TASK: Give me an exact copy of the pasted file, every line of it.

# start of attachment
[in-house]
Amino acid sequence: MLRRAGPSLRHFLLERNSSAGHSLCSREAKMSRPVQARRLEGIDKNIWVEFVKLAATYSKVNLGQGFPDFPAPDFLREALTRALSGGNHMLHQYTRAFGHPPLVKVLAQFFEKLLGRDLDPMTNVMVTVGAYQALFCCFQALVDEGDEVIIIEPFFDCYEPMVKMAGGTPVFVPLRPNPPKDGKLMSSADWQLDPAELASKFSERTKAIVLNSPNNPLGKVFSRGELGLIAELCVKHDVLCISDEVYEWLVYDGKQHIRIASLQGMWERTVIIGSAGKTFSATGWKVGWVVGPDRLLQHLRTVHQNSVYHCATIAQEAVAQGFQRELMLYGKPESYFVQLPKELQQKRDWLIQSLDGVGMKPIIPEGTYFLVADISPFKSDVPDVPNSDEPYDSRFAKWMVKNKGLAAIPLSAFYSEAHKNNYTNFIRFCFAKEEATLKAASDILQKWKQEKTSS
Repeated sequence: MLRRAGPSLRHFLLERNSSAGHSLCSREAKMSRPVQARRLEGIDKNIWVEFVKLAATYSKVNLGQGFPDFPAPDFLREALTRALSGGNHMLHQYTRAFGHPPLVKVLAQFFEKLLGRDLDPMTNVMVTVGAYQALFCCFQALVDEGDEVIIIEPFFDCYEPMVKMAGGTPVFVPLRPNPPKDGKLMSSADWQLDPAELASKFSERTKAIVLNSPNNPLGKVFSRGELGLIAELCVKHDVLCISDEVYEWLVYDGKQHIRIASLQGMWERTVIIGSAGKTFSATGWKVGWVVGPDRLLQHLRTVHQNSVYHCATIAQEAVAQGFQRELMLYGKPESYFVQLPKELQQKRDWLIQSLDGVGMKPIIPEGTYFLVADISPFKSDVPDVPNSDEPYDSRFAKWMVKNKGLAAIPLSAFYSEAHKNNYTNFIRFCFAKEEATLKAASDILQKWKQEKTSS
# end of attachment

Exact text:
[in-house]
Amino acid sequence: MLRRAGPSLRHFLLERNSSAGHSLCSREAKMSRPVQARRLEGIDKNIWVEFVKLAATYSKVNLGQGFPDFPAPDFLREALTRALSGGNHMLHQYTRAFGHPPLVKVLAQFFEKLLGRDLDPMTNVMVTVGAYQALFCCFQALVDEGDEVIIIEPFFDCYEPMVKMAGGTPVFVPLRPNPPKDGKLMSSADWQLDPAELASKFSERTKAIVLNSPNNPLGKVFSRGELGLIAELCVKHDVLCISDEVYEWLVYDGKQHIRIASLQGMWERTVIIGSAGKTFSATGWKVGWVVGPDRLLQHLRTVHQNSVYHCATIAQEAVAQGFQRELMLYGKPESYFVQLPKELQQKRDWLIQSLDGVGMKPIIPEGTYFLVADISPFKSDVPDVPNSDEPYDSRFAKWMVKNKGLAAIPLSAFYSEAHKNNYTNFIRFCFAKEEATLKAASDILQKWKQEKTSS
Repeated sequence: MLRRAGPSLRHFLLERNSSAGHSLCSREAKMSRPVQARRLEGIDKNIWVEFVKLAATYSKVNLGQGFPDFPAPDFLREALTRALSGGNHMLHQYTRAFGHPPLVKVLAQFFEKLLGRDLDPMTNVMVTVGAYQALFCCFQALVDEGDEVIIIEPFFDCYEPMVKMAGGTPVFVPLRPNPPKDGKLMSSADWQLDPAELASKFSERTKAIVLNSPNNPLGKVFSRGELGLIAELCVKHDVLCISDEVYEWLVYDGKQHIRIASLQGMWERTVIIGSAGKTFSATGWKVGWVVGPDRLLQHLRTVHQNSVYHCATIAQEAVAQGFQRELMLYGKPESYFVQLPKELQQKRDWLIQSLDGVGMKPIIPEGTYFLVADISPFKSDVPDVPNSDEPYDSRFAKWMVKNKGLAAIPLSAFYSEAHKNNYTNFIRFCFAKEEATLKAASDILQKWKQEKTSS